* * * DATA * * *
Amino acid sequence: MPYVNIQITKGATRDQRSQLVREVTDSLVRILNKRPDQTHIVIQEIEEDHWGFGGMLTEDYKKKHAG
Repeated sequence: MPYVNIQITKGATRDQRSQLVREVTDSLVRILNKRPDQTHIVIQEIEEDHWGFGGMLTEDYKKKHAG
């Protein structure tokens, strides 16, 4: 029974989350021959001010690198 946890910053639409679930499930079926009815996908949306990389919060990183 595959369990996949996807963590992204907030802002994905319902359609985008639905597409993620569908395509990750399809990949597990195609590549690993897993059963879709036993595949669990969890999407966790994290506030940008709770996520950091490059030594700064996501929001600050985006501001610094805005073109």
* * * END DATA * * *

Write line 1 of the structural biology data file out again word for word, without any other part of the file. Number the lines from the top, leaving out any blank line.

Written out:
Amino acid sequence: MPYVNIQITKGATRDQRSQLVREVTDSLVRILNKRPDQTHIVIQEIEEDHWGFGGMLTEDYKKKHAG